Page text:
"It was a great relief to be across and have it over with," he wrote, "but thereafter I must confess I actually enjoyed sliding over rope bridges whenever I was assured that they had not seen too long service."
After braving a blizzard to cross the mountains between the Mekong and Salween, Rock descends into the Nu Valley and finds a drunken wedding party celebrating a local man's purchase of a woman who will become one of his several wives.
"All were gloriously drunk," Rock wrote, "but, not-withstanding their condition and the feast, they offered at once to ferry us across the broad, swift-flowing Salwin."
"There were several dugout canoes on the sandy beach, but only two were serviceable, and these were almost as tipsy as the 14 men who comprised the crews. A rope bridge spans the river here, but I preferred the drunken Lutzu to the old rope."
Emboldened by his successful traversing of the three river gorges, Rock set his sights northward into southern Sichuan's kingdom of Muli (木里). If Lijiang was Rock's home in southwestern China, Muli was his home away from home. Rock and Chote Chabha, the rotund King of Muli, became quick friends, with the king offering Rock VIP accommodations and treatment and Rock bringing him firearms and knowledge of the outside world.
The king knew very little of the world beyond Muli's outskirts, which is understandable given Muli's remoteness and that it was 1924. At one point, the king asked Rock about the First World War in a way that rendered Rock's interpreter somewhat embarrassed: "Have the white people stopped fighting and are they again at peace?"
The king was more than 10 years his junior, but Rock's friendship with him was to open doors to even more remote areas that were infested with bandits. These were areas that Han Chinese dared not enter, but years earlier the story had been much different.
Braving the bandit kingdom
The regions of Konkaling (Gonggaling, 贡嘎岭) and Hsiangcheng (Xiangcheng, 乡城) in present-day Sichuan had been relatively harmonious under the rule of a Tibetan prince who ruled from Litang, but after a Han-led army overran the royal family, the territory fell into chaos and became a land of bandits.
When Rock arrived in the area, it had already been in disarray for 20 years. Of the 31 administrative regions that composed the territory, only nine were under Han control. The remaining area was dominated by Tibetan outlaws.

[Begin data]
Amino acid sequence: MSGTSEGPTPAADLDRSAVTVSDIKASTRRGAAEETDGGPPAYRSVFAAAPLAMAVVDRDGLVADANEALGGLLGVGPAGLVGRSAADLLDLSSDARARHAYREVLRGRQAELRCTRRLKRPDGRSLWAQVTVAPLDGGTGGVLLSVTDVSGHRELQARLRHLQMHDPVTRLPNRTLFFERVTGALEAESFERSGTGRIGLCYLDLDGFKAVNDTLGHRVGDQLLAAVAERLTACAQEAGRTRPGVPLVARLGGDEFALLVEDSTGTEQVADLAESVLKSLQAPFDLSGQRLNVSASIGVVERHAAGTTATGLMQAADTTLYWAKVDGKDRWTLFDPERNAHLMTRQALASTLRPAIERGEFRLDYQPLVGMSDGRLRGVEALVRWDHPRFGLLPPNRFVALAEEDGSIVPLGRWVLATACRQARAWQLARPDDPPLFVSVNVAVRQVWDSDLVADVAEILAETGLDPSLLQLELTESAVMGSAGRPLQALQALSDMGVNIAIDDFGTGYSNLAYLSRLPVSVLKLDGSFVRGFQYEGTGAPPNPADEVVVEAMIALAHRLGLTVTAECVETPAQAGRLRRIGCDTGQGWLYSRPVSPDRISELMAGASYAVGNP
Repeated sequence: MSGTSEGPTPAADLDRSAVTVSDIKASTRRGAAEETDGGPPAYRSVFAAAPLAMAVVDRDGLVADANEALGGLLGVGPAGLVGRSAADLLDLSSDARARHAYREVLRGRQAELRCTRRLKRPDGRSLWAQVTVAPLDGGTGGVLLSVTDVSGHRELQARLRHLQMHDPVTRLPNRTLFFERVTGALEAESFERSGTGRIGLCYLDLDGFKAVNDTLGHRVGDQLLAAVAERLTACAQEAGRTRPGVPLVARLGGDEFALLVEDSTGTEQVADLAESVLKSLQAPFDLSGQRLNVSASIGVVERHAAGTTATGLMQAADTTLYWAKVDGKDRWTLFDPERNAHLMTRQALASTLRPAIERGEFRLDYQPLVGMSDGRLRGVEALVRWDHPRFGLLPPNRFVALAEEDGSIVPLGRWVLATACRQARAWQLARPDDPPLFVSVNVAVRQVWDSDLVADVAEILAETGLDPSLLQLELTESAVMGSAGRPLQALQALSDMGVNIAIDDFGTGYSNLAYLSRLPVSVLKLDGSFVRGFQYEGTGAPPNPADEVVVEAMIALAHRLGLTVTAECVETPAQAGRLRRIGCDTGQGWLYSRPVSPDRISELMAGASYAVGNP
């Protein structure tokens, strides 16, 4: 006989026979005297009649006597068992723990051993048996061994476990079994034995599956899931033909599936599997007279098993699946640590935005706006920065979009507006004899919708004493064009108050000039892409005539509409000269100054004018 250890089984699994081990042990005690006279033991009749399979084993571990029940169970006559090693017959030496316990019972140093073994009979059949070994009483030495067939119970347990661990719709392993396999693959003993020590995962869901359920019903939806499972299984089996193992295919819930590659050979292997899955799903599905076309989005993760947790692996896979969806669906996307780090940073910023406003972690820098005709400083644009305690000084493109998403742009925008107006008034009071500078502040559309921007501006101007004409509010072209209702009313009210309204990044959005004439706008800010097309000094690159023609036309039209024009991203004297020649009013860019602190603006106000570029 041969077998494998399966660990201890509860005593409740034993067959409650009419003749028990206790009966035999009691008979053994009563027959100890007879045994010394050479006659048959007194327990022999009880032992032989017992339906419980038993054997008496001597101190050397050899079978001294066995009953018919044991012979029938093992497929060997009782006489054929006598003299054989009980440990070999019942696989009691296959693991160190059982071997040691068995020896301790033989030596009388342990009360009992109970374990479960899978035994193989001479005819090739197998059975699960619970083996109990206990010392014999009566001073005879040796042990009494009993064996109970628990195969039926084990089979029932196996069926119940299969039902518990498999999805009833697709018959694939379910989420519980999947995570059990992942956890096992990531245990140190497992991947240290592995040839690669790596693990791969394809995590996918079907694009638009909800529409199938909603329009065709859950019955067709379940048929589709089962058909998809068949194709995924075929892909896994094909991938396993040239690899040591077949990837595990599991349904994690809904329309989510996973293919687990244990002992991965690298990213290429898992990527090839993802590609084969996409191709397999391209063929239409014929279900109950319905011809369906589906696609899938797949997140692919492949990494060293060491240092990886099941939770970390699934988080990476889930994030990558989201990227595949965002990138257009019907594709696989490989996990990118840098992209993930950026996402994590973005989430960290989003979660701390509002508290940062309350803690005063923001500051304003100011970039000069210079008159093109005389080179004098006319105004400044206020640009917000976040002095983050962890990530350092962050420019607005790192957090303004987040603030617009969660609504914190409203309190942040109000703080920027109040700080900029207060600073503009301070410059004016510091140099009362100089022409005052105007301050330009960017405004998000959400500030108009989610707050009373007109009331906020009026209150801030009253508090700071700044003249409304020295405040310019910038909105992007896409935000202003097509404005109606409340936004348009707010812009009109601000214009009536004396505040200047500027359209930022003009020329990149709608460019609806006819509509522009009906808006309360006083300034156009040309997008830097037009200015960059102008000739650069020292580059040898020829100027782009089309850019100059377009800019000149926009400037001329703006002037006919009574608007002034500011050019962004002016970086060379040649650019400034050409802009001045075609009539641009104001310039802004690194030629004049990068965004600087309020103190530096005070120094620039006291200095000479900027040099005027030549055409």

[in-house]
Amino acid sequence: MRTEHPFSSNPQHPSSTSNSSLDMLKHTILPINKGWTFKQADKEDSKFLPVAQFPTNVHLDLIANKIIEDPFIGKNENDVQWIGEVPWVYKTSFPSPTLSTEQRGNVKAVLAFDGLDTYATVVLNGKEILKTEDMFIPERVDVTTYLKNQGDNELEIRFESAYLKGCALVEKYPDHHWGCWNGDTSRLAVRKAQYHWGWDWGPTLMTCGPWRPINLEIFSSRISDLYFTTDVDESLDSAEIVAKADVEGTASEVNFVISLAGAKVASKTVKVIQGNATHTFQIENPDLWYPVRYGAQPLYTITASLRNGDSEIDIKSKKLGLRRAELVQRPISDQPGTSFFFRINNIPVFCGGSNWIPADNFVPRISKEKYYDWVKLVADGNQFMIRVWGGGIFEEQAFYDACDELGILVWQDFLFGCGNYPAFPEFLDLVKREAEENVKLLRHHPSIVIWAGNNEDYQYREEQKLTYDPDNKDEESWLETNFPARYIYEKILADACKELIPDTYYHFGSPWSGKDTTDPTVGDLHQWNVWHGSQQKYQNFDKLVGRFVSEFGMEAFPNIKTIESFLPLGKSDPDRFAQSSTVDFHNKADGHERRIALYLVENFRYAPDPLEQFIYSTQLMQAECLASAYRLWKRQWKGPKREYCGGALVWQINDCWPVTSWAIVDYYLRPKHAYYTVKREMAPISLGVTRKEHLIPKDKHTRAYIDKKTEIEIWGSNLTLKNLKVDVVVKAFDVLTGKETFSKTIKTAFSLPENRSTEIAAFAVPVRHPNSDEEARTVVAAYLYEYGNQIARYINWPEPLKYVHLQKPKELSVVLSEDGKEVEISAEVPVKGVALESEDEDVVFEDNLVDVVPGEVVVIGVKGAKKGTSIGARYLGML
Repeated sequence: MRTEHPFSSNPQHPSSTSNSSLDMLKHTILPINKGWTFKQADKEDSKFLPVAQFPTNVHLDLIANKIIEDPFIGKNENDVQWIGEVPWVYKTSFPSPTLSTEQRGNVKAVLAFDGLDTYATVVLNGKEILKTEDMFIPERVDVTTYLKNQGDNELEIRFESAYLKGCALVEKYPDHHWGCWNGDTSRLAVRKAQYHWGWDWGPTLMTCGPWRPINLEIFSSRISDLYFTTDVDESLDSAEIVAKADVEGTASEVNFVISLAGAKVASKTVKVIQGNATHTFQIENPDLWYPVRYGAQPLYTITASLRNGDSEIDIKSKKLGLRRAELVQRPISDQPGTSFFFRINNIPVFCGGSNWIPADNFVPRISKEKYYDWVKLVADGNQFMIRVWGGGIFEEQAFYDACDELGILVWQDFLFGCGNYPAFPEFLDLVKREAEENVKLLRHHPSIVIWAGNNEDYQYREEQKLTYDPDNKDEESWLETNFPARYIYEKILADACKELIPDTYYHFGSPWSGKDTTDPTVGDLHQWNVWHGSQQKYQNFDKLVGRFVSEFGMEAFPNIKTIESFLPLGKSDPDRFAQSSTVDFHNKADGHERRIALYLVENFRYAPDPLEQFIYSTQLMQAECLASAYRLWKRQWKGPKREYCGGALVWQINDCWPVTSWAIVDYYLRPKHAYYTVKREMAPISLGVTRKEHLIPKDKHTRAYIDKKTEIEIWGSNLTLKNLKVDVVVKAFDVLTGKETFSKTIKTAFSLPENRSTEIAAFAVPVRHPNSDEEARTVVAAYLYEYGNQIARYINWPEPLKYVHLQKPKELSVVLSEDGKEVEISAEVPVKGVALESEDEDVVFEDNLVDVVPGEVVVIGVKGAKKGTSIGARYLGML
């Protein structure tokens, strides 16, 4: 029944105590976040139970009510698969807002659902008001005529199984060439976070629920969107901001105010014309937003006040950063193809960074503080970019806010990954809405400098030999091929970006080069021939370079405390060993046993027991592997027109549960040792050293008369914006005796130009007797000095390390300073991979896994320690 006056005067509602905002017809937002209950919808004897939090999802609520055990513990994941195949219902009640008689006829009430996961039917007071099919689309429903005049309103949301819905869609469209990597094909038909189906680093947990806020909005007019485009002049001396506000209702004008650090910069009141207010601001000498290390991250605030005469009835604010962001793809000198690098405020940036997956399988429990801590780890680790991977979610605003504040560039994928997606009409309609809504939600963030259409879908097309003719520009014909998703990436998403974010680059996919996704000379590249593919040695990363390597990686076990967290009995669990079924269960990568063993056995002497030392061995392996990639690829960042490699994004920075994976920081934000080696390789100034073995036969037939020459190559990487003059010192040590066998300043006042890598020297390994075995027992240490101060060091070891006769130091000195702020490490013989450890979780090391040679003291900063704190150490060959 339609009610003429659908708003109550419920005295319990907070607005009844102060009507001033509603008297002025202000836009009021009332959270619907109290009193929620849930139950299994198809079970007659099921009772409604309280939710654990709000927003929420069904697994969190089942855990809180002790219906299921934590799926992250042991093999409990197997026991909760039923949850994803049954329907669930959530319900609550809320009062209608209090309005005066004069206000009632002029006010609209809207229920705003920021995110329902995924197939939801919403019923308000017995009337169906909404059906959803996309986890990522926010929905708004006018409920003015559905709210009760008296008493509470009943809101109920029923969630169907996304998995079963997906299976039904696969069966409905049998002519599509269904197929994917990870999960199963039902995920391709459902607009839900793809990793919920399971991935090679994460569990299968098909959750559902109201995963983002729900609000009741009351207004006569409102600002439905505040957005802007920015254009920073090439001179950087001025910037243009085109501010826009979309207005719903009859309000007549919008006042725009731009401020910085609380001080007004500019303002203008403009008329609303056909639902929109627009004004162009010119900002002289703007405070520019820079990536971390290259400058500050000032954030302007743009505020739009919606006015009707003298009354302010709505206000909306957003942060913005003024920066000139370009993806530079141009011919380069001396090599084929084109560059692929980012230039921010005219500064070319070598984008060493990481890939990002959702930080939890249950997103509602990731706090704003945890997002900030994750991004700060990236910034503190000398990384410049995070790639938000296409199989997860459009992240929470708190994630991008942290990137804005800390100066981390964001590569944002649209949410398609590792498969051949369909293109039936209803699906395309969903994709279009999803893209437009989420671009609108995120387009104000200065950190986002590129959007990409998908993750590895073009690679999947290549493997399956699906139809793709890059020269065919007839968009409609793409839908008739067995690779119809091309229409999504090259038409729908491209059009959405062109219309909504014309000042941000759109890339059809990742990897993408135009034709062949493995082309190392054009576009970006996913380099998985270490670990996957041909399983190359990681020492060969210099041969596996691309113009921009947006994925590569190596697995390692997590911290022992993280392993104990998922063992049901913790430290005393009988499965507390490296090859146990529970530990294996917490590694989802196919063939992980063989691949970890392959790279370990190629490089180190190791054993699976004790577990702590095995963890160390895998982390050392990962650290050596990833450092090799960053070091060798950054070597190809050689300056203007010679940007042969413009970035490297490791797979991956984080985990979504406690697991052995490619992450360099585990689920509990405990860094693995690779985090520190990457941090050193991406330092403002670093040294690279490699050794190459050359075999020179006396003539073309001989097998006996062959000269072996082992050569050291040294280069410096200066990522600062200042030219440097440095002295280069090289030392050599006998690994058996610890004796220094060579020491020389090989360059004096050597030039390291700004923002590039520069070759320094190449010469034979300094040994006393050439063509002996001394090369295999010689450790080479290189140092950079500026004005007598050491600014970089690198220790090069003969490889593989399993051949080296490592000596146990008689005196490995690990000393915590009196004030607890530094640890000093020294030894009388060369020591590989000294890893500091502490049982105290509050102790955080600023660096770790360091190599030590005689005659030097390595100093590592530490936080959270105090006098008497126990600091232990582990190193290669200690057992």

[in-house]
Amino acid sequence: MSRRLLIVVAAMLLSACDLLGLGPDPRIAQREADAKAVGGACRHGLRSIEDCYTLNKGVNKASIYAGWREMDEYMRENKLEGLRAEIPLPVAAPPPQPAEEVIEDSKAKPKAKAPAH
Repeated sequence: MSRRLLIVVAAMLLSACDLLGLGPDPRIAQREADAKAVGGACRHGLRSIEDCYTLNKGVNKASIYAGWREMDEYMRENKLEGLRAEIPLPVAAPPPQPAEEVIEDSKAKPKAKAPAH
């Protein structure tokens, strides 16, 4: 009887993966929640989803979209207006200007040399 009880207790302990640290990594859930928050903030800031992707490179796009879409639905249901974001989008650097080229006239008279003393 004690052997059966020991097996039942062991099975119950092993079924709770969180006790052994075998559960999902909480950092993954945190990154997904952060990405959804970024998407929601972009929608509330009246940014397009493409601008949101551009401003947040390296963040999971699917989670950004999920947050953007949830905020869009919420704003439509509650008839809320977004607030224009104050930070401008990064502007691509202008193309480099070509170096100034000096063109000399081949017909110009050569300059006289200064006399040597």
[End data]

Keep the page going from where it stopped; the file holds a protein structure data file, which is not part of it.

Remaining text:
Luckily for Rock, one of the most powerful outlaws in the area was on friendly terms with the Muli king, who provided soldiers and wrote a letter that provided Rock with a VIP pass into the dangerous domain, home to the three sacred peaks of the Minya Konka range: Shenrezig (仙乃日), Jambeyang (央迈勇) and Chanadorje (夏诺多吉), which were named after three bodhisattvas. Today the region is part of the Yading Nature Reserve. Rock summarizes the region's beauty and remoteness nicely:
"A scenic wonder of the world, this region is 45 days from the nearest railhead. For centuries it may remain a closed land, save to such privileged few as care to crawl like ants through its canyons of tropical heat and up its glaciers and passes in blinding snowstorms, carrying their food with them. And the cost of traveling in this part of the world is prohibitive for an ordinary mortal."
The treacherous terrain, especially high up in the mountains took its toll on the entire caravan, with Rock serving as the de facto doctor. At one point up in the Minya Konka, snowblindness became an issue.
"As the storm continued, to go on the next day was impossible," Rock wrote. "The soldiers of the Muli king and my muleteers were snowblind and were suffering terribly. Fortunately, I had cocaine, with which I made a solution, and this I dropped into their eyes to relieve their pain. I followed this treatment with cold compresses."
In this first volume of China on the Wild Side, Rock brings some of Yunnan and Sichuan's most remote and fascinating regions alive in a way that gives the reader a palpable sense of discovery. These dispatches from the Chinese hinterland made Rock a celebrity and are believed to have inspired the novel Lost Horizon.
Civil war and animosity toward foreigners would eventually drive him from China, but Rock managed to squeeze expeditions into Gansu and Qinghai in before then. These travels are covered in China on the Wild Side: Explorations in the China-Tibet Borderlands Volume II, Qinghai and Gansu, which shall be reviewed here soon.
China on the Wild Side: Explorations in the China-Tibet Borderlands Volume I, Yunnan and Sichuan, published by Caravan Press (2007) is available at Mandarin Bookstore and Prague Café's Beichen location. It can also be ordered online at mandarinbooks.cn or Amazon.© Copyright 2005-2020 GoKunming.com all rights reserved. This material may not be republished, rewritten or redistributed without permission.